The technology that has become commonplace in the teaching of high-enrolment classes in advanced universities is an audience response system. Audience response systems incorporate the use of handheld devices that enable the students to interact with and respond to lecturers. Clickers, part of the audience response systems, enable professors to gather numerous types of feedback for students in high enrolment classes that are often not conducive for the individual interactions between the students and the professors. In many scenarios, clickers enable students to interact and contribute more freely than they could without the technology. This is particularly true in high enrolment classes where even if the professors wanted to, a sufficient amount of time would not be available for all the students to contribute. The ability of clickers to enable anonymous contributions from students is one of its top benefits. Clickers also contribute to enhanced classroom environments. Using clickers, professors can make their students "clock in" using their clickers to note how many are present. Furthermore, by asking questions and getting responses during the class session professors can gauge if the students are paying attention throughout the lecture. Utilized in this manner, clickers essentially become monitoring devices enabling professors teaching high enrolment classes to keep track of the students coming to class and to monitor their participation. Some professors have even incorporated the use of the clicker to count students' final grade; a decision that has resulted in some professors recording significantly increased lecture attendance. Thus, newer technologies are helping American professors to make classes a little more active, rather than just plain monotonous lecture (Hanover Research, 2010).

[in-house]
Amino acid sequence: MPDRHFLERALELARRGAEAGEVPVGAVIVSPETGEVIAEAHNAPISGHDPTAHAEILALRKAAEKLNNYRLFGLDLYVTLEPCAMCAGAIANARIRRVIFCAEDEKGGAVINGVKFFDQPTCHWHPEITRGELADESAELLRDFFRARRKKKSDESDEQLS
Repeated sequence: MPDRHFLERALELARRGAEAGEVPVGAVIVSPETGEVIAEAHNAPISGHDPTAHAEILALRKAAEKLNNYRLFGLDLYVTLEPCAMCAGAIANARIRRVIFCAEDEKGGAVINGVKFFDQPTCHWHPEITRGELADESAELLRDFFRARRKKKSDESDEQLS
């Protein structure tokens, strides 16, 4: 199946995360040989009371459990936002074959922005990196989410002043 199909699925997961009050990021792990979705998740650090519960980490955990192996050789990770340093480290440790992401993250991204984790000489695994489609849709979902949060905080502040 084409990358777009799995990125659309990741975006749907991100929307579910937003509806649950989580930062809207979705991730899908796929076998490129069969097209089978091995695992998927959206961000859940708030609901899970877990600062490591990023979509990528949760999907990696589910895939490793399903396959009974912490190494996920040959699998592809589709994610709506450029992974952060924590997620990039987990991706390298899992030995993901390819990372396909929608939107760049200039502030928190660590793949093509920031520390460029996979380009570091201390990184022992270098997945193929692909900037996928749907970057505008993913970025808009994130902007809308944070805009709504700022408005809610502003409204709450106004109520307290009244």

Even though at times graduate students are perceived or looked at as a totally different assembly from the undergraduates, the reality is that graduate students learn the same way that undergraduate students do; via the effective retention and knowledge transfer (Cassuto, 2013). author Michelle Schwartz, in her article "Teaching Graduate Students" (n.d), describes a course in which students work in unison to generate a "review of the literature" paper, that instead of having students strictly follow the standard graduate format that entails reading and presentation of articles and the eventual writing of research paper at the end of the course, Garcia, a professor, had the graduate students gather, read and summarize a variety of articles and then debate the weaknesses, strengths, needs, gaps and applications of the field and only then, finally develop a focus for a review of the literature paper. This exercise not only gave the students a thorough overview of the thinking in their field but also taught the student about how to come up with a literature review paper from scratch, about the submission process to a journal and how to prepare for a peer review process. Thus, this approach made the necessary preparatory exercises such as reading discussing, analyzing and writing about the field way more interesting to the graduate student since they were… [END OF PREVIEW]